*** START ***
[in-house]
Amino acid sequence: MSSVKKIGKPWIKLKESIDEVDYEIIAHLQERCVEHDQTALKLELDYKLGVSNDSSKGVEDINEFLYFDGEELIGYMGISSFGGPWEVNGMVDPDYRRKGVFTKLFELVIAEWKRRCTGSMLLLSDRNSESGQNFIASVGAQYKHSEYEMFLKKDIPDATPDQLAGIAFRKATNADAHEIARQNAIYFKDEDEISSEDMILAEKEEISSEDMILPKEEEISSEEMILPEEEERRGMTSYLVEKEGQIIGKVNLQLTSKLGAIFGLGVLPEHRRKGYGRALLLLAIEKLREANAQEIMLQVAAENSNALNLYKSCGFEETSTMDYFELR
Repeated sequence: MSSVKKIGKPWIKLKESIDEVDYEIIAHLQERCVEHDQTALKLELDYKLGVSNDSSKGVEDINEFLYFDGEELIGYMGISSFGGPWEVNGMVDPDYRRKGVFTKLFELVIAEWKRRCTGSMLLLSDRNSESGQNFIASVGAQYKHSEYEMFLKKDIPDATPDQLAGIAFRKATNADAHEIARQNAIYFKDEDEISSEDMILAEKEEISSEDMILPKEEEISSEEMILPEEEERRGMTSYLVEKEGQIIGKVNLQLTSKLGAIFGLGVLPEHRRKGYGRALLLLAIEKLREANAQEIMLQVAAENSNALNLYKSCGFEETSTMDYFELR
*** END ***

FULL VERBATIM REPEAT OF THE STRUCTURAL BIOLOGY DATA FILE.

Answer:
[in-house]
Amino acid sequence: MSSVKKIGKPWIKLKESIDEVDYEIIAHLQERCVEHDQTALKLELDYKLGVSNDSSKGVEDINEFLYFDGEELIGYMGISSFGGPWEVNGMVDPDYRRKGVFTKLFELVIAEWKRRCTGSMLLLSDRNSESGQNFIASVGAQYKHSEYEMFLKKDIPDATPDQLAGIAFRKATNADAHEIARQNAIYFKDEDEISSEDMILAEKEEISSEDMILPKEEEISSEEMILPEEEERRGMTSYLVEKEGQIIGKVNLQLTSKLGAIFGLGVLPEHRRKGYGRALLLLAIEKLREANAQEIMLQVAAENSNALNLYKSCGFEETSTMDYFELR
Repeated sequence: MSSVKKIGKPWIKLKESIDEVDYEIIAHLQERCVEHDQTALKLELDYKLGVSNDSSKGVEDINEFLYFDGEELIGYMGISSFGGPWEVNGMVDPDYRRKGVFTKLFELVIAEWKRRCTGSMLLLSDRNSESGQNFIASVGAQYKHSEYEMFLKKDIPDATPDQLAGIAFRKATNADAHEIARQNAIYFKDEDEISSEDMILAEKEEISSEDMILPKEEEISSEEMILPEEEERRGMTSYLVEKEGQIIGKVNLQLTSKLGAIFGLGVLPEHRRKGYGRALLLLAIEKLREANAQEIMLQVAAENSNALNLYKSCGFEETSTMDYFELR